The results, carried on state news agency IRNA, suggest conservatives may lose their dominance of the 88-member body, which is tasked with choosing the next supreme leader, the country's most powerful position, as reported by Reuters.
The Friday elections for the assembly and the parliament were the first since Rouhani signed a deal with world powers last July to limit Iran's nuclear activities in return for an easing of economic sanctions.
The twin polls were seen by analysts as a potential turning point for Iran and a vote of confidence in Rouhani's government and his detente policy with the West.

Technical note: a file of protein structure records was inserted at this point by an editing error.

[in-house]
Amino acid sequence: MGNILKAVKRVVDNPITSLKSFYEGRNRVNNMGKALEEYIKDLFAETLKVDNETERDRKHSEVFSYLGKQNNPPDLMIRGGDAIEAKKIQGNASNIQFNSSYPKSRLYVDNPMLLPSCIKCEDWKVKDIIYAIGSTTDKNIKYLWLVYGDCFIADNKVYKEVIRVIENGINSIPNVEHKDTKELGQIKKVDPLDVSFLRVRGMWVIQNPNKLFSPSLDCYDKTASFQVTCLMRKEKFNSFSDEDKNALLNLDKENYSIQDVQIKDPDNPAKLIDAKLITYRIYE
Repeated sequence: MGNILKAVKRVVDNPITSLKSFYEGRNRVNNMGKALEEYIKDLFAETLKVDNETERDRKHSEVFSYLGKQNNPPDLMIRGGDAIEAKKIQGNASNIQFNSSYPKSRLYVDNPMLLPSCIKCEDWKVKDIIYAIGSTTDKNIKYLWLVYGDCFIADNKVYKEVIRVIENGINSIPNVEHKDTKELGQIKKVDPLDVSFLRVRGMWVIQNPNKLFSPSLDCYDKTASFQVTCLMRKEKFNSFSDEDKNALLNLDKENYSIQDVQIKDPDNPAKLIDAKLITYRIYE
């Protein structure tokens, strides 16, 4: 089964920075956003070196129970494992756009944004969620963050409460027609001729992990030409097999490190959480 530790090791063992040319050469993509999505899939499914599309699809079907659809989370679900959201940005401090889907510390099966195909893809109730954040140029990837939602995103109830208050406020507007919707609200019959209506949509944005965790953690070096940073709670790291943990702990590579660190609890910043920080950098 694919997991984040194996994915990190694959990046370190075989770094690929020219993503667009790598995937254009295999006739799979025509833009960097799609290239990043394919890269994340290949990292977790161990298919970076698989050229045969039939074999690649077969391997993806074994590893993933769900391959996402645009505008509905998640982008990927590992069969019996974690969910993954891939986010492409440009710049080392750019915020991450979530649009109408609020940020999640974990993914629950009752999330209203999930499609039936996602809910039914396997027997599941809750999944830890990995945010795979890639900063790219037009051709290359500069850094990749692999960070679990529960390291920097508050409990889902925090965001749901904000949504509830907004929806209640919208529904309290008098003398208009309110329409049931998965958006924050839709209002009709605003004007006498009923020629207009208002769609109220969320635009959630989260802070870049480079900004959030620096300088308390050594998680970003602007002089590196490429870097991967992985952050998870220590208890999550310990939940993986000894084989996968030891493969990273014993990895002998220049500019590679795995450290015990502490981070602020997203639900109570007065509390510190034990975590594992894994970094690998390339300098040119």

Rouhani's allies were also due to take all 30 parliamentary seats in the Tehran constituency, according to preliminary results. But their gains outside the capital were more limited, with conservatives keeping hold of many seats in both bodies.
The hardline chairman of the Assembly of Experts, Mohammad Yazdi, lost his seat. So did Mohammad-Taghi Mesbah-Yazdi, an arch-conservative who was widely seen as the spiritual mentor to former conservative president Mahmoud Ahmadinejad.
The only hardliner to make the cut was Ahmad Jannati, who squeezed in at 16th place. Jannati is also the chairman of the Guardian Council, a cleric vetting body that disqualified the majority of reformist candidates from running for the elections.